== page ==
All eyes were glued to the television to see the live comeback of Justin Timberlake on the 55th Annual GRAMMY Awards a couple of weeks back. For the past month or so, we have been in awe of his first single in over five years, the Timbaland-produced track that’s already dubbed a club banger, “Suit & Tie. You’re probably already hearing it atleast 10 times a day on your local radio stations of all genres.
Timberlake hit the stage, complete with seamless falsettos, an orchestra and tuxedos in sepia lighting, and for the duration of not one, but two full songs, we fell in love. I, too, danced around my living room and rooted for my hometown guy. It was all good…until I read a retweet of rapper, Peter Gunz. It read:
Black R&B artist, please look at what Robin and Justin are doing and do the same…Soul!!!
Hol’up. Wait. Say what now, Pete?
Nevermind that an old rapper is giving R&B artists advice on how to make a hit. Let’s zoom in on what he’s suggesting. He’s saying that these two men, who happen to be white, are doing something that other Black R&B artists aren’t doing.
First, Mr. Gunz, and anyone else who agrees with you, there are tons of artists who are doing soul, and they’ve been at it long before those two were hitting high notes. Have you heard of Bilal, Jill Scott, John Legend and the other countless indie artists like Teedra Moses, who fly so far below the radar? There’s great music out there, but it’s not readily available on your regular urban radio station. You have to search for it.
Do you know why? Because mainstream society doesn’t embrace soul music like we used to.
We’re too busy body rolling to “Whose Booty Is It?” which is in the top 10 on Billboard R&B Charts, by the way or making rain to “Pour It Up” (that is my song though). Don’t misunderstand me. I love a nice little ratchet track just as much as the next, but I have an extreme appreciation for music that does something to your soul.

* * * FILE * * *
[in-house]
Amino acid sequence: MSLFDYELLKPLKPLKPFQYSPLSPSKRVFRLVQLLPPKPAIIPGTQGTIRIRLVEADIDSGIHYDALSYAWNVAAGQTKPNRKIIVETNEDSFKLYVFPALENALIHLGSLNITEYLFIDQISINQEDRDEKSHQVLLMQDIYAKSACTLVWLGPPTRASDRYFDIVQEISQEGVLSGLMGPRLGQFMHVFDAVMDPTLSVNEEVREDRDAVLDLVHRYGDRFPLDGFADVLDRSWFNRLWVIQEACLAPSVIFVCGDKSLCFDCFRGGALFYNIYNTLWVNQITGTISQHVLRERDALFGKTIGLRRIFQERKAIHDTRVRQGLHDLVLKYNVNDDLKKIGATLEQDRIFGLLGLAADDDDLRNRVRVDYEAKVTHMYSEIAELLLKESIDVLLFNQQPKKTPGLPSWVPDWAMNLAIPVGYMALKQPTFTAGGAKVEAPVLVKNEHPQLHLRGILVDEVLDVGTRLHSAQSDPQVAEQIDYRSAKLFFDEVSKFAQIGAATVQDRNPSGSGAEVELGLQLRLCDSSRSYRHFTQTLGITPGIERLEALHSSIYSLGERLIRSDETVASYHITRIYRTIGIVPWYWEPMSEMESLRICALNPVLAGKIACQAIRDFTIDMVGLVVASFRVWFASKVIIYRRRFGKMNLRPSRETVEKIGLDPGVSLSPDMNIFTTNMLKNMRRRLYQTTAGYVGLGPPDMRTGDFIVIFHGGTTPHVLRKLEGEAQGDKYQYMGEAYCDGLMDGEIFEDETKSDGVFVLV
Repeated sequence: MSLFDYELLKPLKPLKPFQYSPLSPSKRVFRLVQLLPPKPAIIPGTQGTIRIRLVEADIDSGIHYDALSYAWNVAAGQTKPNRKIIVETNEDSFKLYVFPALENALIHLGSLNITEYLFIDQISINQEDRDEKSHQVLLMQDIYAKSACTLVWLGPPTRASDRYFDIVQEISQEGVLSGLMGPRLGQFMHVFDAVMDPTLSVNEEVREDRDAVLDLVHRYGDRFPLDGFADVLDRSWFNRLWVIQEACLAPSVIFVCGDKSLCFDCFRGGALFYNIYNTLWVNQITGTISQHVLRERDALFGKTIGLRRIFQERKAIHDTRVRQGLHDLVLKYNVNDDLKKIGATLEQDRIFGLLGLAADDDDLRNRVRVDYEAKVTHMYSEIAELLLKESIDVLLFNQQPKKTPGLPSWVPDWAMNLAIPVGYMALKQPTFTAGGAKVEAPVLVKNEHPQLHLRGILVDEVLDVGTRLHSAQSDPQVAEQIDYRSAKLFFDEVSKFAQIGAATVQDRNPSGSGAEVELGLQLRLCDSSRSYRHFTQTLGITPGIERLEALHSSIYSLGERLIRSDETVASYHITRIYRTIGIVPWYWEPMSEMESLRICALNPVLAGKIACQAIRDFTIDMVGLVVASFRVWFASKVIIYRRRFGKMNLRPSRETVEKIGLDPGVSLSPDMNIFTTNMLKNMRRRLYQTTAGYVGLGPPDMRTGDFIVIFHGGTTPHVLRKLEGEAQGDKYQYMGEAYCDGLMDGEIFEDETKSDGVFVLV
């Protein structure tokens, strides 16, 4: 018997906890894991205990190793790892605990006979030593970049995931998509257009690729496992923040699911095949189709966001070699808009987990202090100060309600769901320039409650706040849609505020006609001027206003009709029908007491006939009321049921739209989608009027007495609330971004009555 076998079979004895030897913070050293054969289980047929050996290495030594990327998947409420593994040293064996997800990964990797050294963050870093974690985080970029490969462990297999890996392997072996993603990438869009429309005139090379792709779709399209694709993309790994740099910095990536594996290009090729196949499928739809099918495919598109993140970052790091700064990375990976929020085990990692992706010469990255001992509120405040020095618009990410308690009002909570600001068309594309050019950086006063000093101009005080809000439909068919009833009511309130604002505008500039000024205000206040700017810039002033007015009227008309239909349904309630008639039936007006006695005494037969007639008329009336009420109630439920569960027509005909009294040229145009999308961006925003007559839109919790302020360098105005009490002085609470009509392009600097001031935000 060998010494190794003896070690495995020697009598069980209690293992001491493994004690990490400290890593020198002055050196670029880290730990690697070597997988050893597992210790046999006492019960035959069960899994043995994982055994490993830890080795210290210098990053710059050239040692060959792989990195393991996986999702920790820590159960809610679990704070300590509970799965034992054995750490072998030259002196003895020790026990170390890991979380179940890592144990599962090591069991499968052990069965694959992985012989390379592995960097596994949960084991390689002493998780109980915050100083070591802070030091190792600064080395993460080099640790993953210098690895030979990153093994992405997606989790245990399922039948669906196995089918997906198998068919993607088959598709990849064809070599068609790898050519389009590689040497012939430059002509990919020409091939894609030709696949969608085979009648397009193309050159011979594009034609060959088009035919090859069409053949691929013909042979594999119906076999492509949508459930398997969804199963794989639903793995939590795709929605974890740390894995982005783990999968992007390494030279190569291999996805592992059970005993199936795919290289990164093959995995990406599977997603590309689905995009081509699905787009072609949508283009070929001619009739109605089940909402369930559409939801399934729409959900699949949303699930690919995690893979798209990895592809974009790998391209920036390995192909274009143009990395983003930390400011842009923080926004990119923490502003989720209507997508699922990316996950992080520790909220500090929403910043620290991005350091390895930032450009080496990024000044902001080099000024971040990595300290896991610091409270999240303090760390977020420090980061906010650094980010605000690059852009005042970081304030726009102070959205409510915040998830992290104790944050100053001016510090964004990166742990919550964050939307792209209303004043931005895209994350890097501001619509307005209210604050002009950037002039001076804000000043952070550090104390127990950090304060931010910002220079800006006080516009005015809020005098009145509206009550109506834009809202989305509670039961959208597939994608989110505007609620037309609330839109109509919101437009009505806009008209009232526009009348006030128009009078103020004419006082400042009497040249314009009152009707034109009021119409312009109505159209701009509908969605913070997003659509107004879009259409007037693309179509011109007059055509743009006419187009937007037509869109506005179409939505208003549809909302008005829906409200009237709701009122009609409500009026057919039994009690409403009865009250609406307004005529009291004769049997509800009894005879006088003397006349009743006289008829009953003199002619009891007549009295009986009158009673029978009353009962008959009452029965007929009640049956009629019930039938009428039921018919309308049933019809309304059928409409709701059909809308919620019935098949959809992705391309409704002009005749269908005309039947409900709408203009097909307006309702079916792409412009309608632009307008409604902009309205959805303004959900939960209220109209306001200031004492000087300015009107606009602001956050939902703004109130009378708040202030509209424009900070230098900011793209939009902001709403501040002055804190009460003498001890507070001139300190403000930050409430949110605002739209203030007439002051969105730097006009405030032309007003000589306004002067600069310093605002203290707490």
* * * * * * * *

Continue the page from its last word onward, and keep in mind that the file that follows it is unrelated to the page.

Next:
So, what is it that we really want? We say we want soul music, but when we hear it, it doesn’t make us “turn up” enough, so we don’t support it. Then a Justin Timberlake or Robin Thicke makes the same music, and it’s the best thing ever. It’s baffling.
Chris Brown, Beyonce and the R&B artists who dominate the clubs and the airwaves have their own lane. Don’t try to fit a square into a circle. Look around and see what you’ve missed and welcome new artists that rock out intimate shows and music festivals, instead of saturating the radio. They’re doing “what Robin and Justin are doing,” probably better. They don’t have a big budget to pay for production by Timbaland and features from millionaire mogul-rappers like Shawwn Carter.
Soul music is there. It’s always been there, but we haven’t. Turn on whatever your “old school/old folks” station is in your city. That’s where the good music is. Check out Singersroom.com, Soulbounce.com or flip your television to VH1 Soul or Centric TV. In this era of hypersexuality and twerkdom, maybe we’ve forgotten about feel good music–so much that seeing it on a large platform like the GRAMMY Awards flips the switch for us. That doesn’t mean that it doesn’t exist anymore. Let’s not ask for something we’ve always had.